Monday, April 15, 2013

Since the usual suspects are blaming 'The Right'

for the bombs in Boston, this from last year ought to be copied onto a bat and then used on Tingles' head.

Oh, you hadn't heard?
Before any information was available that might indicate who is responsible for the horrific Boston Marathon bombings, Esquire’s Charles P. Pierce cautioned readers against “jumping to conclusions” and blaming the attack on “foreign terrorism.”
However, he was compelled to remind people that Monday is the “official Patriots Day holiday” in Massachusetts, celebrating the Battles at Lexington and Concord. He also pointed out that April 19, the actual date of the battles, is connected to Oklahoma City bomber Tim McVeigh, who apparently considered himself a “waterer of the tree of liberty and the like,” according to Pierce.
Yep.  Don't jump to conclusions unless it's to blame those right-wingers.
“I’ll bet good money it’s a right-wing nutjob. Today is April 15, Boston Harbor was where the original Tea Party took place and the on-going gun-safety legislation makes it the mostly likely culprit,” commenter Linda Ginsburg wrote.
Yes, because blowing up a bunch of people at a race would be SO helpful...

The aforementioned Tingles.
Ace put it Fat, drunk and Matthews is no way to go through life, son.  I started to change that to 'Fat, stupid and Matthews' but realized the either the middle or the last  would be redundant.

Just look around; there's plenty of this crap to find.


Luton Ian said...

I suppose it depends upon how "left" and "right" are defined.

Back in the Gorbachev days of the USSR, the BBC talked about "right wing" and "conservative" members of the central committee of the communist party, and the Soviet parliament.

Back a little further and initial comments about JFK getting shot referred to "right wing hatred", Lee Harvey Oswald (if it was him who'd passed up the easier shot of the motorcade coming straight towards him - and managed to take the damned tricky (even for a bloody expert) shot of them crossing and passing between obstructions), was a marxoid.

Back further still and Leon Trotsky was characterized as having become "right wing". It's certainly true that Lenin and Trotsky both corresponded throughout their adult lives with Benito Mussolini, and the took great interest in each other's "social experiments".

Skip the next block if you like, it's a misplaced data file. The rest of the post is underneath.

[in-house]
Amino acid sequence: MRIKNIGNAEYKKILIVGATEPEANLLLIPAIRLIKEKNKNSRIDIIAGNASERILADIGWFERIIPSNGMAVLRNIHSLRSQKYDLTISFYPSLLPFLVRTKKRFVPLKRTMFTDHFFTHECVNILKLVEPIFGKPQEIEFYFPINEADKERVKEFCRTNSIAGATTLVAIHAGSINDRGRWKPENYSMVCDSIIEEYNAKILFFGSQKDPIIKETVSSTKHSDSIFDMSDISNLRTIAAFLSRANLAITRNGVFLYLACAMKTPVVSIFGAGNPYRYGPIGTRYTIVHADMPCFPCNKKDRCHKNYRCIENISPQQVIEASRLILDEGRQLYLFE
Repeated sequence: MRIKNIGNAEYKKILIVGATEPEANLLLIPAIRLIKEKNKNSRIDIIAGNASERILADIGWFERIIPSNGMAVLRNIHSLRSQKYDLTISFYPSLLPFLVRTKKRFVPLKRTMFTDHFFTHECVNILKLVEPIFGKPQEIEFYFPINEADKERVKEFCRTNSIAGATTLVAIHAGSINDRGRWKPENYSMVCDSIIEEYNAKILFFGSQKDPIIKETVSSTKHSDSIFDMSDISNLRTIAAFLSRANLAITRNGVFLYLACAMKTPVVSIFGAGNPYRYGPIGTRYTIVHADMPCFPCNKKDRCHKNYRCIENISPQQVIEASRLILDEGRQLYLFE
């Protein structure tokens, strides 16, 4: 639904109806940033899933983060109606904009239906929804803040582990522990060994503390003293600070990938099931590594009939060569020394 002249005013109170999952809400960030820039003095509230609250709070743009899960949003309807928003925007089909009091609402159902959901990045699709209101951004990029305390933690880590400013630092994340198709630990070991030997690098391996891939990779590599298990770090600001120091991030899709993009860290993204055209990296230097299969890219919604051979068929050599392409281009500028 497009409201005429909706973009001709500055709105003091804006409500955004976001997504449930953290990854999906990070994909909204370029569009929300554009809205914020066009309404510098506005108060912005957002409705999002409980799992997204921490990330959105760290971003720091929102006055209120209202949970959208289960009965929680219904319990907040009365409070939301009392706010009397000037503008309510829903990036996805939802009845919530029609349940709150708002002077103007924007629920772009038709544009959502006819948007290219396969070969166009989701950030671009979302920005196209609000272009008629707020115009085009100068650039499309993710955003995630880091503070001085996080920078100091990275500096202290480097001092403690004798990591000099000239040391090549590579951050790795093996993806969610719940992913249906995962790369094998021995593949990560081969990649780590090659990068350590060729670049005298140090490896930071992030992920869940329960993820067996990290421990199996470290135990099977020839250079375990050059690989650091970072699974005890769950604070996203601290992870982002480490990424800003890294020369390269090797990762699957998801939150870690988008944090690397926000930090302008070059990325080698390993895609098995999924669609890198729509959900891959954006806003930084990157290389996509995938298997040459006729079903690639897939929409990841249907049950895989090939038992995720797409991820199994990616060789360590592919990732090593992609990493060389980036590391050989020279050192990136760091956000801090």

not that there's any evidence of Leo, Benni, or 'Dolph having passed through the green pastures of classical liberalism on their personal journeys from the supposed "left" to what ever it is which constitutes the "right"

Though it is interesting that while Marx (son of a successful lawyer, and went on to marry a countess, and was never out of the top 5% of incomes) and Lenin - son of the Russian gentry are considered "left"

'Dolph and Benni were from decidedly proletarian backgrounds.

markm said...

Mussolini and Hitler were never anything like "classical liberals", but they had a lot in common with the "progressives" of their youth, e.g. Woodrow Wilson and Teddy Roosevelt, including rampant racism as well as a belief in government solutions for everything. Under TR's leadership, the USA first embraced colonialism (ignoring Kipling's warning about "the white man's burden"), and created the FDA (and began the war on some drugs), as well as an investigative agency targeted specifically at political radicals that would later become the FBI. Taft re-introduced the income tax. Under Wilson, racism was institutionalized even at the federal level and the 1st Amendment was routinely violated (see the Palmer Raids).

And the last of the old "progressives" was Hoover, an energetic proponent of relief programs, preferably funded at gunpoint (by taxes) rather than voluntary donations, who did more than any previous government to relieve an economic downturn and saw it deepen into the Great Depression. His successor FDR continued the same policies - only harder - while pretending otherwise, and misappropriated the word "liberal" because "progressive" was getting tarnished. I do give FDR credit for one thing - recognizing that Hitler was taking things too far, and dragging us into a war we'd much rather have avoided before the Axis became too strong. But between FDR, Hitler, and Stalin, the differences were not of kind, but of degree and of the extent to which other institutions restricted the executive power.

And now that "liberal" has been ruined, they're going back to "progressive".